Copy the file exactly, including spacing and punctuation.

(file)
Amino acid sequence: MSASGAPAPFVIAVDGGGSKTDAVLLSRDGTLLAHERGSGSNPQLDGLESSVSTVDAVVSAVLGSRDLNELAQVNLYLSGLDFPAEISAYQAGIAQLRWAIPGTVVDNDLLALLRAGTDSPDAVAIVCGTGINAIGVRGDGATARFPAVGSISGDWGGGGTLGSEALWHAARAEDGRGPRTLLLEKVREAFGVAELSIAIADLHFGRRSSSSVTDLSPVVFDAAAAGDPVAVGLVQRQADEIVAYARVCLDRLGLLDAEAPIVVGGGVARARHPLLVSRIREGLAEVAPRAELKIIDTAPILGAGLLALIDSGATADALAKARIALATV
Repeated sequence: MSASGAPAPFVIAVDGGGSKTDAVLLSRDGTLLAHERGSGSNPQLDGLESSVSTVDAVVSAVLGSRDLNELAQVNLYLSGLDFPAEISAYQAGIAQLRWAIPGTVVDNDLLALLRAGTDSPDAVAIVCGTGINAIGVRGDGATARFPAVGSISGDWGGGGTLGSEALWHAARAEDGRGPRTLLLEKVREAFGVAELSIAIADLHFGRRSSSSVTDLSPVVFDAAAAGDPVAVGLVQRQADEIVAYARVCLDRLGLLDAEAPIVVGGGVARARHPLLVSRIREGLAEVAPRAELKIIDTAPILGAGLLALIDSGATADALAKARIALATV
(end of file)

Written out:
Amino acid sequence: MSASGAPAPFVIAVDGGGSKTDAVLLSRDGTLLAHERGSGSNPQLDGLESSVSTVDAVVSAVLGSRDLNELAQVNLYLSGLDFPAEISAYQAGIAQLRWAIPGTVVDNDLLALLRAGTDSPDAVAIVCGTGINAIGVRGDGATARFPAVGSISGDWGGGGTLGSEALWHAARAEDGRGPRTLLLEKVREAFGVAELSIAIADLHFGRRSSSSVTDLSPVVFDAAAAGDPVAVGLVQRQADEIVAYARVCLDRLGLLDAEAPIVVGGGVARARHPLLVSRIREGLAEVAPRAELKIIDTAPILGAGLLALIDSGATADALAKARIALATV
Repeated sequence: MSASGAPAPFVIAVDGGGSKTDAVLLSRDGTLLAHERGSGSNPQLDGLESSVSTVDAVVSAVLGSRDLNELAQVNLYLSGLDFPAEISAYQAGIAQLRWAIPGTVVDNDLLALLRAGTDSPDAVAIVCGTGINAIGVRGDGATARFPAVGSISGDWGGGGTLGSEALWHAARAEDGRGPRTLLLEKVREAFGVAELSIAIADLHFGRRSSSSVTDLSPVVFDAAAAGDPVAVGLVQRQADEIVAYARVCLDRLGLLDAEAPIVVGGGVARARHPLLVSRIREGLAEVAPRAELKIIDTAPILGAGLLALIDSGATADALAKARIALATV